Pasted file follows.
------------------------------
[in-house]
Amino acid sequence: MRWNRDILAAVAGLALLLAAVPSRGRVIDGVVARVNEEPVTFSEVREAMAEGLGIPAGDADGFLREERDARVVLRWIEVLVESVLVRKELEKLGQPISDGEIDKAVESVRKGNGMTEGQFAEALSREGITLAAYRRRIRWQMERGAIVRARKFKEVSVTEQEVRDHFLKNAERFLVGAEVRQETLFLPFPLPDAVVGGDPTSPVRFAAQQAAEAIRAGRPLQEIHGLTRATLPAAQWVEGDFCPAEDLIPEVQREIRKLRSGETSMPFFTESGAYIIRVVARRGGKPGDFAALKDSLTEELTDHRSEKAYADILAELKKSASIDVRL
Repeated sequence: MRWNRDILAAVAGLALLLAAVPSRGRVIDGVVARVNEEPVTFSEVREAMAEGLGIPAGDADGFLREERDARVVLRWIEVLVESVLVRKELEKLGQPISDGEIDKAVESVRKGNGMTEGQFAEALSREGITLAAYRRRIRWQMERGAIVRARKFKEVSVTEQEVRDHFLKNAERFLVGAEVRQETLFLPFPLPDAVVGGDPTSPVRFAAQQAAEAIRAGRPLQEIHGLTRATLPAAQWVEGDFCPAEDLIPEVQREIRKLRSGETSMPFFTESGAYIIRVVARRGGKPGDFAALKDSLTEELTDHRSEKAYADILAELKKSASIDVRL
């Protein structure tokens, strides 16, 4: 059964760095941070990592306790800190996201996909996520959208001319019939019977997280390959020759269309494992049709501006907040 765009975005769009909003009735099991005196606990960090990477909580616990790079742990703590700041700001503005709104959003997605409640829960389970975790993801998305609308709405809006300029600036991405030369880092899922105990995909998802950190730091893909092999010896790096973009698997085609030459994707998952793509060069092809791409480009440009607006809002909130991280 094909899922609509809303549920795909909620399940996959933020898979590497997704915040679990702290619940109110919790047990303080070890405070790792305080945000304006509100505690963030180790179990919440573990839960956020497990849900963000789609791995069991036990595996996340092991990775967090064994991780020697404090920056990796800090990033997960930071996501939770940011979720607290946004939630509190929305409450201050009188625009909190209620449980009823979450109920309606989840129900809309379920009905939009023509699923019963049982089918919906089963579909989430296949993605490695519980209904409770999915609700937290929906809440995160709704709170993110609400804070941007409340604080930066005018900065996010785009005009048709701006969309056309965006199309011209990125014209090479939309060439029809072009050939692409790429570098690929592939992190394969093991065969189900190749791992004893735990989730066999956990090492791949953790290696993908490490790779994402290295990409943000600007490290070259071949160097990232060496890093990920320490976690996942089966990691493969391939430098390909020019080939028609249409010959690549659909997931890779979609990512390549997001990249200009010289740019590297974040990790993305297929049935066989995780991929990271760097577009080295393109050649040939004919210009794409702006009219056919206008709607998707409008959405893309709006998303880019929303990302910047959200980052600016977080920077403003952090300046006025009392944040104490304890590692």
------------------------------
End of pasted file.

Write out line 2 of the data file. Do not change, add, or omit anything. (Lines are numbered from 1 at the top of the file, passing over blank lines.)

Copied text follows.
Amino acid sequence: MRWNRDILAAVAGLALLLAAVPSRGRVIDGVVARVNEEPVTFSEVREAMAEGLGIPAGDADGFLREERDARVVLRWIEVLVESVLVRKELEKLGQPISDGEIDKAVESVRKGNGMTEGQFAEALSREGITLAAYRRRIRWQMERGAIVRARKFKEVSVTEQEVRDHFLKNAERFLVGAEVRQETLFLPFPLPDAVVGGDPTSPVRFAAQQAAEAIRAGRPLQEIHGLTRATLPAAQWVEGDFCPAEDLIPEVQREIRKLRSGETSMPFFTESGAYIIRVVARRGGKPGDFAALKDSLTEELTDHRSEKAYADILAELKKSASIDVRL